Midway197kThe submarine tender Griffin (AS-13), at Midway with three of her charges between 26 August and 1 September 1945 The three boats are not identified, but boats at Midway at that time included Piranha (SS-389), Lionfish (SS-298), Moray (SS-300), Devilfish (SS-292),and Hackleback (SS-295).
The outboard boat is an EB boat, but none of the above boats are EB boats, all Cramp or Portsmouth-built, so they are unidentified for now.
USN photo from the collection of CWO 4 Benton E. Buell, USN, courtesy of David Buell.
Mare Island1.40kLionfish (SS-298), outboard, and Aspro (SS-309) arrive at Mare Island on 11 September 1945 for decommissioning. Vallejo Naval and Historical Museum photo # MINSY 6330-9-45 TH, courtesy of Darryl L. Baker.
Unknown Photos 1.18k The table below lists the location of submarines at Mare Island on 20 September 1945. This information was pulled from microfiche copies of the hand written shipyard journals. I'm surprised that both the clipping and my table show 21 subs at the yard on the date in question. The photo is looking north and berth 3 is at the top of the photo and then the berths run down or south.
Berth 3 - Springer (SS-414) & Spadefish (SS-411)
Berth 4 - Guavina (SS-362) & Barbero (SS-317)
Berth 5 - Hammerhead (SS-364), Tinosa (SS-283), Mapiro (SS-376) & Moray (SS-300)
Berth 6 - Bream (SS-243), Seahorse (SS-304), Batfish (SS-310) & Aspro (SS-309)
Berth 7 - Pomfret (SS-391), Parche (SS-384) & Sunfish (SS-281)
Berth 8 - Queenfish (SS-393)
Berth 9 - Lionfish (SS-298) & Plaice (SS-390)
Dry Dock 1 - Bashaw (SS-241) & Mingo (SS-261)
Berth 12 - Guitarro (SS-363).
Photo i.d. & text courtesy of Darryl L. Baker.
Photo courtesy of Ron Reeves.
Mare Island Reserve Fleet137kReserve fleet at Mare Island, circa January 1946. There are 52 submarines and 4 Sub Tenders in this photo. This photo is a Berthing list identifying the ships in the picture. Photo commemorating 50 years, U. S. Submarine Veterans of WW II 1996 calendar, courtesy of Darryl L. Baker.
Mare Island Reserve Fleet453kPhoto of the Reserve fleet at Mare Island, circa January 1946. There are 52 submarines and 4 Sub Tenders in this photo. Whether coincidental or on purpose, the number of boats in the photo is the same as that which were lost in WW II.
From back to front and left to right, first group of 12 boats:
Sandlance (SS-381)
Tunny (SS-282)
Aspro (SS-309)
Lionfish (SS-298)
Guvania (SS-362)
Sunfish (SS-281)
Macabi (SS-375)
Gurnard (SS-254)
Pampanito (SS-383)
Mingo (SS-261)
Guitarro (SS-363)
Bashaw (SS-241)
From back to front and left to right, second group of 12 boats:
Sealion (SS-315)
Hammerhead (SS-364)
Bream (SS-243)
Seahorse (SS-304)
Tinosa (SS-283)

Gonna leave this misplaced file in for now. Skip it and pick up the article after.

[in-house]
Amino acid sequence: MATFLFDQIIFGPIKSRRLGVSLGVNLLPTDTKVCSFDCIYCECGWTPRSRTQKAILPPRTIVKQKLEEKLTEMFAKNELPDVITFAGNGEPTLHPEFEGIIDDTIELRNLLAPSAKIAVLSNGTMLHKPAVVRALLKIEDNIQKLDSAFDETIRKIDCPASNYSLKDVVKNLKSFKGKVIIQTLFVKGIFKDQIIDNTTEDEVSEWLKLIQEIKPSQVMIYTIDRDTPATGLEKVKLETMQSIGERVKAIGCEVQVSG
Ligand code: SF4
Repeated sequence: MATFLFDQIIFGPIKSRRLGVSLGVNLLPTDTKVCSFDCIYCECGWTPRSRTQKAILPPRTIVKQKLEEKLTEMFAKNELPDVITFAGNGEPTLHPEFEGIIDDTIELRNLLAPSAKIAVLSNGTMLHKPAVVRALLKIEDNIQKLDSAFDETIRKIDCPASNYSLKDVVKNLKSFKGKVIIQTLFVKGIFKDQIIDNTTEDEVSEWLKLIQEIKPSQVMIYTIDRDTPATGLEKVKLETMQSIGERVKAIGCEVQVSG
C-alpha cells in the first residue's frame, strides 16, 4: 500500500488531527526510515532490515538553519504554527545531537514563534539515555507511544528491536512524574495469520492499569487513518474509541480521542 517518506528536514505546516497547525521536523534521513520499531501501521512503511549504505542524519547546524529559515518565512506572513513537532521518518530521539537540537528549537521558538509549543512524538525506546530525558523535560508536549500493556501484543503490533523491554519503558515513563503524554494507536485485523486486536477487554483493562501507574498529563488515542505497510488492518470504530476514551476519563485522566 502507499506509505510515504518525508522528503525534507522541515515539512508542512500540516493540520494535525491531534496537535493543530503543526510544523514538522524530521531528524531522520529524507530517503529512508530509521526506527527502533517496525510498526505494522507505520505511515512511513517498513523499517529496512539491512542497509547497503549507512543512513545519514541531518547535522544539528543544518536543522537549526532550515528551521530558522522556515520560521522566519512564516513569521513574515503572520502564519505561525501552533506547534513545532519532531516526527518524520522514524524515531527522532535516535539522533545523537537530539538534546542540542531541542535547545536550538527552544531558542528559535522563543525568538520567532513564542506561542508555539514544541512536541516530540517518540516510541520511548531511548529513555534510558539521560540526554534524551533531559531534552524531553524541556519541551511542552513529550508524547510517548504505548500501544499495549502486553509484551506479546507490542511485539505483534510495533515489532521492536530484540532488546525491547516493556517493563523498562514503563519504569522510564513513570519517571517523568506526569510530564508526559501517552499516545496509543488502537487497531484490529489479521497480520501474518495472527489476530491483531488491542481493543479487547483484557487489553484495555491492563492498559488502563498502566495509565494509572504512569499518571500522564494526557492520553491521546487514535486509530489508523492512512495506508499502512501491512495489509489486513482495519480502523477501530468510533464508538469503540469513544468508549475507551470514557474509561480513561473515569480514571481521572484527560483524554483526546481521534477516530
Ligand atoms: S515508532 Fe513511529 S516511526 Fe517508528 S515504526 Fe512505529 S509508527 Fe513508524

Pintado (SS-387)
Mapiro (SS-376)
Pipefish (SS-388)
Moray (SS-300)
Batfish (SS-310)
Hackleback (SS-295)
Bluegill (SS-242)
From back to front and left to right, third group of 12 boats:
Hawkbill (SS-366)
Menhaden (SS-377)
Perch (SS-313)
Loggerhead (SS-374)
Barbero (SS-317)
Baya (SS-318)
Hardhead (SS-365)
Spadefish (SS-411)
Springer (SS-414)
Devilfish (SS-292)
Kraken (SS-370)
Dragonet (SS-293)
From back to front and left to right, fourth group of 12 boats:
Lamprey (SS-372)
Piranha (SS-389)
Manta (SS-299)
Pargo (SS-264)
Rancador (SS-301)
Archerfish (SS-311)
Mero (SS-378)
Sawfish (SS-276)
Spot (SS-413)
Lizardfish (SS-373)
Jallao (SS-368)
Icefish (SS-367)
From back to front and left to right, last group of 4 boats:
Steelhead (SS-280)
Puffer (SS-268)
Stickleback (SS-415)
Trepang (SS-412)
From back to front, Submarine Tenders group of 4 ships:
Pelias (AS-14)
Aegir (AS-23)
Euryale (AS-22)
Griffin (AS-13)
Photo commemorating 50 years, U. S. Submarine Veterans of WW II 1996 calendar, courtesy of Darryl L. Baker.
Mare Island Reserve Fleet 900k Inactivated submarines at Mare Island on 3 January 1946.
Front row left to right: Sand Lance (SS-381), next two could be Sealion (SS-315) and Seahorse (SS-304), Searaven (SS-196), Pampanito (SS-383), Gurnard (SS-254), Mingo (SS-261), Guitarro (SS-363), Bashaw (SS-241).
Back row left to right: Unknown, Tunny (SS-282), next three could be Sargo (SS-188), Spearfish (SS-190), and Saury (SS-189), Macabi (SS-375), Sunfish (SS-281), Guavina (SS-362), Lionfish (SS-298),Piranha (SS-389).
The Scabbardfish (SS-397) is docked in ARD-11 on the other side of the causeway.

The mixture of boats from the Salmon/Sargo, Gato, and Balao classes illustrate the clear differences in the conning tower fairwaters and the periscope shears that can be used to identify boats. The high bridges with the uncovered support frames (the "covered wagon" look) of the Gato's and Salmon/Sargo's contrast with the low and sleek look of the Balao's. The fatter, more robust periscope shears of the Balao's are markedly different from the thinner shears with more supporting structure of the Gato's and Salmon/Sargo's.
The differences in the pattern of the superstructure limber holes can also be used for identification purposes. The single row of large semi-circular holes identify Electric Boat or Manitowoc boats. A dual row of smaller rectangular holes mark the government built boats. Also note that the EB/Manitowoc boats have the deck mounted, T-shaped JP sonar head on the starboard side of the forward deck, while the government boats have it on the port side.
EB/Manitowoc boats had the anchor on the starboard side, the government boats on the port side. A close look will show that some of the boats have had the anchor removed and the hawsepipe plated over as part of the mothball process.
Most of the boats have the late war radar outfit of the SJ surface search (small dish) and SV air search (large dish). The Balao's and some of the Gato's have the SS dish mounted on a separate large mast aft of the periscopes. The older Salmon/Sargo's and Gato's have a much smaller mast. Searaven appears to have had her radars already removed.